Basic Security Features of Your New Site You Need to Know

Security on the web has been a huge topic of conversation for the past several months, if not years, though our last election cycle has seemed to really spotlight it for the general population. More people than ever have been exposed to a conversation that business owners and IT professionals have been engaged in for years which is trying to find the best ways to protect sensitive data from malicious attackers. The security of your customers and visitors is also of the highest importance. So, what do you need to know to get your new site up to speed as far as standard security protocols?

 

There are a few settings and features to be aware of as you explore the backend environment of your new VPS in an effort to bolster your security. This is a good point to throw in some caveats when we talk about the security of any website. There are no guarantees. Hacking attempts continually get more sophisticated and things can happen despite one’s due diligence. What the following is meant to do is to inform you of some best practices that will help keep your site more secure, but is it in no way a definitive guarantee that nothing will happen to your site if you do “X” things. Taking preventative steps is better than taking no action, of course, so use this information to your advantage.

 

Once you’ve logged into the hosting environment of your VPS, here are some things to keep an eye out for.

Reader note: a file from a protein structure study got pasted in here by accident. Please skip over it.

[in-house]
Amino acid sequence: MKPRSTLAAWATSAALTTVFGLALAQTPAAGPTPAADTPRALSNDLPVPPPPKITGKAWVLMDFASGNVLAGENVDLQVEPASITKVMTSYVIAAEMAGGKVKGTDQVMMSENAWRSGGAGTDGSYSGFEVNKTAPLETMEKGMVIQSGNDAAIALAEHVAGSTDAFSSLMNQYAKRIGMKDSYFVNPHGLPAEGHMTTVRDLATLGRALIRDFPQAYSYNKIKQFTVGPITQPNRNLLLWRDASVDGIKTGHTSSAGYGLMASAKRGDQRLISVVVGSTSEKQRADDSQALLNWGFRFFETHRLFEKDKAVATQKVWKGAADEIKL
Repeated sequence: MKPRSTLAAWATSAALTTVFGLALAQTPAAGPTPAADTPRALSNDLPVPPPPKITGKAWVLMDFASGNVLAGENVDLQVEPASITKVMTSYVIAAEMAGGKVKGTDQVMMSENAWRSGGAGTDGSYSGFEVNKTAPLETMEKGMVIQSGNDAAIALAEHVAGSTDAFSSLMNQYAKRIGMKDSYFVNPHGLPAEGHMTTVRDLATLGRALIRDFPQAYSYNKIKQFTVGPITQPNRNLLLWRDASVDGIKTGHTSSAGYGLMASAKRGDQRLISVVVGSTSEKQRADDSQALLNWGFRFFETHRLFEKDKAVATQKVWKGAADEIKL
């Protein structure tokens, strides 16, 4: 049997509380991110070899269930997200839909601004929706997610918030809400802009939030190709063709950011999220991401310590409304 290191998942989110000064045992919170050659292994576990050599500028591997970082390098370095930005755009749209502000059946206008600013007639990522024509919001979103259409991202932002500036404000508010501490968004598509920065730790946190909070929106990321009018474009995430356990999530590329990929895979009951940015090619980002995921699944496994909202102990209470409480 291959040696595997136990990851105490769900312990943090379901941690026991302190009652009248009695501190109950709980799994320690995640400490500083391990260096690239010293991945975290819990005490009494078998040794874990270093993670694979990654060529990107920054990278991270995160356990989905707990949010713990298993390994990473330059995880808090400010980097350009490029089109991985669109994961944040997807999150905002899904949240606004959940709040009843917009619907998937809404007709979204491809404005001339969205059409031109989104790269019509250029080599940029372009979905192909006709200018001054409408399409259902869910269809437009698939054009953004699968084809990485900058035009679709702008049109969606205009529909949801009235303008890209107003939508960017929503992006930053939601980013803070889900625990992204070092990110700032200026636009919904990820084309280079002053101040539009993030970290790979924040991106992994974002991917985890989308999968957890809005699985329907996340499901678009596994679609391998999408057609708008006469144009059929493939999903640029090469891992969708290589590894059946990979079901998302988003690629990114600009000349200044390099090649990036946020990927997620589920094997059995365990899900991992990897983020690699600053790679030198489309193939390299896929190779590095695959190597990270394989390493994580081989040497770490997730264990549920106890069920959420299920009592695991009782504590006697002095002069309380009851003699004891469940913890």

CSF/LFD

 

The good news about a lot of the terms and acronyms that are going to be coming your way is that they refer to things that are (or should be) already installed on your server. If they’re not, you can contact customer service to get it remedied. So, you won’t have to worry too much about making sure all of these things are in place yourself. Let’s start with CSF and LFD.

 

ConfigServer Security & Firewall (CSF) with Login Failure Daemon (LFD) is a security application that can be accessed through cPanel, which will already be established for you when you log in. CSF/LFD does a few things. It is a Stateful Packet Inspection (SFI) firewall and login and intrusion detector. CSF/LFD sends notifications in the event that something with some importance is potentially happening. That’s to say, getting an alert doesn’t mean you’re in the midst of an attack. But, something worth your attention is occurring.

 

LFD has a variety of useful features built into it that we’ll touch on briefly here. You can read more about these features and examples of the kinds of notifications you’ll receive at our wiki.

 

LFD will automatically perform IP blocks based on reasons that can be configured by the user. By default, you receive notifications each time an IP is blocked. Whether or not you want to disable this is up to you. Depending on your traffic and your filters, you might be getting alerted to things constantly, which would be a distraction. Make sure you’re confident in your configurations before doing this.